Chief Justice Mian Saqib Nisar on Tuesday, during a hearing on Pakistan Medical and Dental Council’s (PMDC) legal status and its regulation, stressed on the need for a uniformed educational setup all over Pakistan.
“There is no better jewel than education,” the chief justice, who was presiding a three-member bench, remarked, adding, “Is it possible for the entire country to have one book, one bag and one uniform? Innocent children shouldn’t be discriminated against and there should be a level playing field in the educational setup.”
The court made these remarks during the hearing of a petition filed by the PMDC against a December 2017 ruling of the Lahore High Court, which had declared the PMDC illegal and nullified its 2016 regulations for admissions to MBBS and BDS in medical colleges.
The chief justice, in Tuesday’s session, reminded the state that bridging this educational gap is its responsibility, saying, “The education of children between the ages of five and 16 is the state’s responsibility. Is the state doing its job? Is the Article 25A of the Constitution just for show?”
PMDC counsel Akram Sheikh agreed with the CJ, alleging that students from Cambridge-regulated schools get preferential treatment. “If O-level students will get preferential treatment then what’s going to happen of others.”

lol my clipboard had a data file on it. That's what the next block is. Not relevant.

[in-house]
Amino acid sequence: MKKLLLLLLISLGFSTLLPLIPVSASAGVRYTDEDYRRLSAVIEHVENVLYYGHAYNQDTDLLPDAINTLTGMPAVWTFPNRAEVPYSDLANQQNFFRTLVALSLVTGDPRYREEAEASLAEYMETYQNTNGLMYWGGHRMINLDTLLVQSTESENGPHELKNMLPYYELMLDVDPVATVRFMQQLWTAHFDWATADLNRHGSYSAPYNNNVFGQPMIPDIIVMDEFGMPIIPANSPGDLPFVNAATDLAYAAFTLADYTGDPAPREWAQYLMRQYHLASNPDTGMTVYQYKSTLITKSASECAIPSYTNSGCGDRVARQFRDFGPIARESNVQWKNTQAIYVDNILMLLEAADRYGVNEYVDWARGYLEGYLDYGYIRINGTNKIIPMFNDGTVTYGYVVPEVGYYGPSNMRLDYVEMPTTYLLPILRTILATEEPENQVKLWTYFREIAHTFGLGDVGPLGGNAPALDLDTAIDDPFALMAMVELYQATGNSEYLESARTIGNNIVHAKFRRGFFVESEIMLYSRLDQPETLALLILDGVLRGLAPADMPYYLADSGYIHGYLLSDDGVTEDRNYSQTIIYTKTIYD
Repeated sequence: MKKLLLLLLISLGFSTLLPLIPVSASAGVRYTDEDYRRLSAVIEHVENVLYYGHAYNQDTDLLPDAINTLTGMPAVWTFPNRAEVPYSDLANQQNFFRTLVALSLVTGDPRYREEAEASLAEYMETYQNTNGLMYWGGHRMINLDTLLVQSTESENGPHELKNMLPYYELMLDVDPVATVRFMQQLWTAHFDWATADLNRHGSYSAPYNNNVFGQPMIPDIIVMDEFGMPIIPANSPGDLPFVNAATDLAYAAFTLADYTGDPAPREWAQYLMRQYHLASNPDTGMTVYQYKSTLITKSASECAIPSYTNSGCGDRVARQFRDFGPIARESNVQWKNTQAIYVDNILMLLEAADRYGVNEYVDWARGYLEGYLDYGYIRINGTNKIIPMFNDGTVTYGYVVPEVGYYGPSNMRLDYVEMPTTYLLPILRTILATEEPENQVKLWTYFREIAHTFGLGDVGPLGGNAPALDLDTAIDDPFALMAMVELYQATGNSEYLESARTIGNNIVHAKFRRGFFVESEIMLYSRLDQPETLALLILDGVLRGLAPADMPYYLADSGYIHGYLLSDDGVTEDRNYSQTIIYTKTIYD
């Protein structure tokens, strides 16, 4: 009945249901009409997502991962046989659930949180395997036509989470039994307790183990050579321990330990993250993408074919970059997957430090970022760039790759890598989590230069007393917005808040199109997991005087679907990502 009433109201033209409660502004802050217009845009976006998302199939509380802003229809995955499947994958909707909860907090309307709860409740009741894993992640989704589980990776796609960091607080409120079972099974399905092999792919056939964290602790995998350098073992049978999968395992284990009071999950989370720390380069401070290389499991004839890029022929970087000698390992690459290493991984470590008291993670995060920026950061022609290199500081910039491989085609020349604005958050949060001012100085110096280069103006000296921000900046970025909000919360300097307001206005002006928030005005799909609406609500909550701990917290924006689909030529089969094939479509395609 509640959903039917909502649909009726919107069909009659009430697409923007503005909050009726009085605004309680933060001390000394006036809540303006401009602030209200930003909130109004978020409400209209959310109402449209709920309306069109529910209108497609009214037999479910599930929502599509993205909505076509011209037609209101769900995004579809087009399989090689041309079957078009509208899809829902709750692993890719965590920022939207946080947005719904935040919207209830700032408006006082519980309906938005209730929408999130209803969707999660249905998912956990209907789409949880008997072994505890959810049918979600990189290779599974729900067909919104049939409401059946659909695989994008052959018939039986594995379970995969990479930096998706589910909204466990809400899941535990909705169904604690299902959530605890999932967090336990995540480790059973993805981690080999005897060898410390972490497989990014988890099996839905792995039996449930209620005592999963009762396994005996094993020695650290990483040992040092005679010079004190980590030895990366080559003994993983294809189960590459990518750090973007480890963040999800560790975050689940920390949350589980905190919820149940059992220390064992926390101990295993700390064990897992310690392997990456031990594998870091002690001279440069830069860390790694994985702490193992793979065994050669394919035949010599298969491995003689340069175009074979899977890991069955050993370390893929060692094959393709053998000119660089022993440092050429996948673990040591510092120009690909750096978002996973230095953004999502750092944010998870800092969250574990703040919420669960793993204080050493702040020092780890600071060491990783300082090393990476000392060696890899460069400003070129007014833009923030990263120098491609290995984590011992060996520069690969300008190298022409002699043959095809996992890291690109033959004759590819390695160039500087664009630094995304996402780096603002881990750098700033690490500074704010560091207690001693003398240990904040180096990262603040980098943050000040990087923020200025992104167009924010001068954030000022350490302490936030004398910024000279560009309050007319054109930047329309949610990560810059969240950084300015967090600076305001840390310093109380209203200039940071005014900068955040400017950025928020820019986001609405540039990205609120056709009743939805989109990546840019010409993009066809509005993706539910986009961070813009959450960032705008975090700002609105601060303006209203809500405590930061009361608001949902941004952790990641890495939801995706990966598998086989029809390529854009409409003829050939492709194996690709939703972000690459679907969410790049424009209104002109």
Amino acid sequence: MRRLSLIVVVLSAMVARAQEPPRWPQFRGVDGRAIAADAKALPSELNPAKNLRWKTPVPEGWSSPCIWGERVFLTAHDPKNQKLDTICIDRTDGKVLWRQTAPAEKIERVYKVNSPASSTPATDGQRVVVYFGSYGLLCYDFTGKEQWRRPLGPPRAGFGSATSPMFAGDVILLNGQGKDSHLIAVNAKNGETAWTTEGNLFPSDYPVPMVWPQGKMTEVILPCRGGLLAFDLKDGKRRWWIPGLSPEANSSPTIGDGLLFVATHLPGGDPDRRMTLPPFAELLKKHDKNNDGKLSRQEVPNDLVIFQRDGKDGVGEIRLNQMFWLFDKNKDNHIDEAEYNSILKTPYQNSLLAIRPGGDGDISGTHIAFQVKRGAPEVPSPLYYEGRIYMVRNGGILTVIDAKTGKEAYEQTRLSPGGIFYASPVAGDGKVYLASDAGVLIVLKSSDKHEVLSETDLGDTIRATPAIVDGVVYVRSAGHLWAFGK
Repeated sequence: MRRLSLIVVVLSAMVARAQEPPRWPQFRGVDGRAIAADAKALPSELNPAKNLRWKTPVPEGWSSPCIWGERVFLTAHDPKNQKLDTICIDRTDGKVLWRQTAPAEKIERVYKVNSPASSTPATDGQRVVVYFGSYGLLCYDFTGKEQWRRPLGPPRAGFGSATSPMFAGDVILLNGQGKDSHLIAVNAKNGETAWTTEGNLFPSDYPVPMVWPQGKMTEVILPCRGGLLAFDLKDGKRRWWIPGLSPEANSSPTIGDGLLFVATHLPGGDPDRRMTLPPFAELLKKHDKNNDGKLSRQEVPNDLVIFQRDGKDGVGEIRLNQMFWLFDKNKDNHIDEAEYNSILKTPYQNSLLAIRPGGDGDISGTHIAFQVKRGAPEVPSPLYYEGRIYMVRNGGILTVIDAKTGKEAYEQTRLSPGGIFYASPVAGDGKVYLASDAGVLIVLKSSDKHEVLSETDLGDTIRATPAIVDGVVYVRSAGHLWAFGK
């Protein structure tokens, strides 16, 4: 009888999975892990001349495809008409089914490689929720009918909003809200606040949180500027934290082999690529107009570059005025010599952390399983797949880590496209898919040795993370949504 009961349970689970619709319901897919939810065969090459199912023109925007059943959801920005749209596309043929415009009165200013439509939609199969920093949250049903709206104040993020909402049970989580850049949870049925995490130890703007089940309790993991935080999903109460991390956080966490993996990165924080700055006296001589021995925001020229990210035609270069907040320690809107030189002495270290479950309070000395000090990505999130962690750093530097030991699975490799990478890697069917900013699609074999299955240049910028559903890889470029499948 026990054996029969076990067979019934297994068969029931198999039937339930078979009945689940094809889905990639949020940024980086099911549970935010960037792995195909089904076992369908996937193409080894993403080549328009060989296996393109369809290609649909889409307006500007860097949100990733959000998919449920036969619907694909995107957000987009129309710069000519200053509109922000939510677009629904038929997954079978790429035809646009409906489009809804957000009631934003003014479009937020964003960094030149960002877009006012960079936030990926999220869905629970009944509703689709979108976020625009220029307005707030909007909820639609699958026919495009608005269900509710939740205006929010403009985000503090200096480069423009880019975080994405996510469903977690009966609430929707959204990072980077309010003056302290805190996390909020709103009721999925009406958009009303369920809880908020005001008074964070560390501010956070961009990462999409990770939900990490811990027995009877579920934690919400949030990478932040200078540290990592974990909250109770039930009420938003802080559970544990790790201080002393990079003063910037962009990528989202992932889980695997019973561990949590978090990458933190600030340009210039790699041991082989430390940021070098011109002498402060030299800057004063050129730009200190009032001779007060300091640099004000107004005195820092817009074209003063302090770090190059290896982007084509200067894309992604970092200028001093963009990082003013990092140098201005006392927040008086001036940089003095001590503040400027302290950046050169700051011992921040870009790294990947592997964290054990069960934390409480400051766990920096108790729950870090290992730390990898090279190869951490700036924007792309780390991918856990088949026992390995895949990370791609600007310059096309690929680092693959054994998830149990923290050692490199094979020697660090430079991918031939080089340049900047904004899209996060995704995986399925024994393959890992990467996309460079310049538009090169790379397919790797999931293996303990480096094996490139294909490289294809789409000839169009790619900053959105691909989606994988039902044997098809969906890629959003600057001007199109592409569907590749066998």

Sheikh drew the court’s attention on the quality of education in rural areas. “Wadairas (feudal landlords) don’t allow schools to be opened in their areas.”
The chief justice concurred, noting, “There is an area where a school was turned into a buffalo farm. Maybe the wadairas there don’t want children to get an education. Our legislators will have to do something about this.”
Lateef Khosa, the legal counsel of Dr Asim Hussain, who has been summoned for an appearance before the court on Wednesday in a separate suo moto hearing to explain why he devised policies that benefited private medical colleges, was also present during Tuesday’s session.
At court’s assessment on the schooling system, Khosa remarked, “Thirty million children don’t go to school [in Pakistan]”. To this, the chief justice asked, “Who will rectify this? Parliament is the supreme body. This loss of the children’s education is taking place because of you and us.”
The apex court, under its 2018 agenda, is focusing on human rights issues, particularly those relating to the people’s right to quality education and healthcare. However, the chief justice has clarified that the recent hearings on aforesaid issues are being conducted outside of the court’s regular timings and that the court’s routine activities are not being affected.